DES MOINES, Iowa — On March 28, Gov. Kim Reynolds put her signature on a bill aimed at helping rural hospitals keep their doors open.
Senate File 75, also known as the Rural Emergency Licensure Bill, is described as a lifeline for rural hospitals by the Iowa Hospital Association (IHA)
According to IHA, in the last decade more than 140 hospitals in the U.S. closed, including one here in Iowa. Now, with this bill becoming law, rural hospitals have more options to maintain service.
IHA released a statement thanking Reynolds and other leaders of the bill.
President and CEO of IHA Chris Mitchell wrote in part:
"This bill provides a potential lifeline to our rural hospitals across the state, gives struggling hospitals another option to avoid closure and ensures that local access to care is maintained."
Local 5 spoke to Iowa Democratic Rep. Heather Matson, a member on this bill's subcommittee who shared how there are a lot of rural communities across the state are struggling to access emergency health care. She said this leads them to shut down or struggle to stay open.
"By creating rural emergency hospitals, it's allowing an opportunity for that health care to exist, even if it is just to be able to provide 24 hours of emergency care, just so that there is something close to home," Matson said.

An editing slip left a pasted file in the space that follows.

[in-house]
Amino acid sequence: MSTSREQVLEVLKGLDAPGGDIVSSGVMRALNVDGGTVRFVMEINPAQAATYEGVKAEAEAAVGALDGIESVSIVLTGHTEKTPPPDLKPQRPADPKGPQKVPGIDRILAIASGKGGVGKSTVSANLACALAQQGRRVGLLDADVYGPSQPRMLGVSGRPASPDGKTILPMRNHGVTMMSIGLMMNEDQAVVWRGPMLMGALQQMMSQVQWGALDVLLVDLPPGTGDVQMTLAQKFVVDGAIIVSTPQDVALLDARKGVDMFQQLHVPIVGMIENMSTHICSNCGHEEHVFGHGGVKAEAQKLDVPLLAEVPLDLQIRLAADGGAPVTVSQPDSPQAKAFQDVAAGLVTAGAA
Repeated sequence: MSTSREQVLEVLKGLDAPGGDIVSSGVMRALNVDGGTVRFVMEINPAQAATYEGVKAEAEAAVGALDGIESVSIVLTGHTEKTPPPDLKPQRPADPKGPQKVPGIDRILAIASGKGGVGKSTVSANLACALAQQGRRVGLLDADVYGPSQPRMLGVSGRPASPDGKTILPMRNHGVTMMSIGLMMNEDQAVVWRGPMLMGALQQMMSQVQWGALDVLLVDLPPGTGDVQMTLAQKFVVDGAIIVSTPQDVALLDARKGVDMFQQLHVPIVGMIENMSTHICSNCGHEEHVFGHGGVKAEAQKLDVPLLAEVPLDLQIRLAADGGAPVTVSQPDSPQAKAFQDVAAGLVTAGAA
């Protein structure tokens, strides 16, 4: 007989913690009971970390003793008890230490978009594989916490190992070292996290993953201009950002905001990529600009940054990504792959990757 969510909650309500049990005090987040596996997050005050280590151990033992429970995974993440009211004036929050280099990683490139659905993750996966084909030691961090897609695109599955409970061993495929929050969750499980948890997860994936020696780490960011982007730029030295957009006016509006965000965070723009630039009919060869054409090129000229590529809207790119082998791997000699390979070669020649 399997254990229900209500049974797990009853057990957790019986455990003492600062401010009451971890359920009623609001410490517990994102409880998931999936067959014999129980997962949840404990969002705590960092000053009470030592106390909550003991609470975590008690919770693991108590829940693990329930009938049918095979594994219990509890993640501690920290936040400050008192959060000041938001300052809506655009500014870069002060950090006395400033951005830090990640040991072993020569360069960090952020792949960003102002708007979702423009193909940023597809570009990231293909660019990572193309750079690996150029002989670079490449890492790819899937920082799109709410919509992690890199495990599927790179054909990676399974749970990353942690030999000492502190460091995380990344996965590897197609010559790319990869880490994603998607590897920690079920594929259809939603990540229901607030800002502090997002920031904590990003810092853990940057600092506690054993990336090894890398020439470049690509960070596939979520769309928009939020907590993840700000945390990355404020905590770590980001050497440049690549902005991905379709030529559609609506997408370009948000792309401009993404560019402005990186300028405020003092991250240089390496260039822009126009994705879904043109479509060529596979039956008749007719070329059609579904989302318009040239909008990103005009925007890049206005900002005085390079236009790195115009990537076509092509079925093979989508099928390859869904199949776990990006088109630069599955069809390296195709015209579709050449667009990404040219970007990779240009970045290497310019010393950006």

Iowa House Rep. Megan Srinivas, who is also a doctor, spoke about how these new options listed in the bill will help keep residents of rural communities alive.
"We are extending our ability to give access to care to hundreds and thousands of Iowans throughout the state. And that's the most important part: this bill will save lives," Srinivas said.
This bill gained support from the majority of members on both sides of the aisle, passing 97-1 in the House and the 47-0 in Senate before receiving Reynold's signature.
Republican Sen. Chuck Grassley released a statement on the passing of this bill, saying:
"REH (rural emergency hospital) is the most significant reform to protect access to essential rural health care services in decades. I'm glad rural hospitals and communities in iowa have one more option to sustain their operations and maintain health care access in the community."
Matson said it's important to note this bill becoming law doesn't necessarily mean hospitals will immediately make changes, it just means they have the option to open rural emergency hospitals in communities that need it.
Matson said this change is not going to solve all existing rural healthcare problems, but it's a step in the right direction.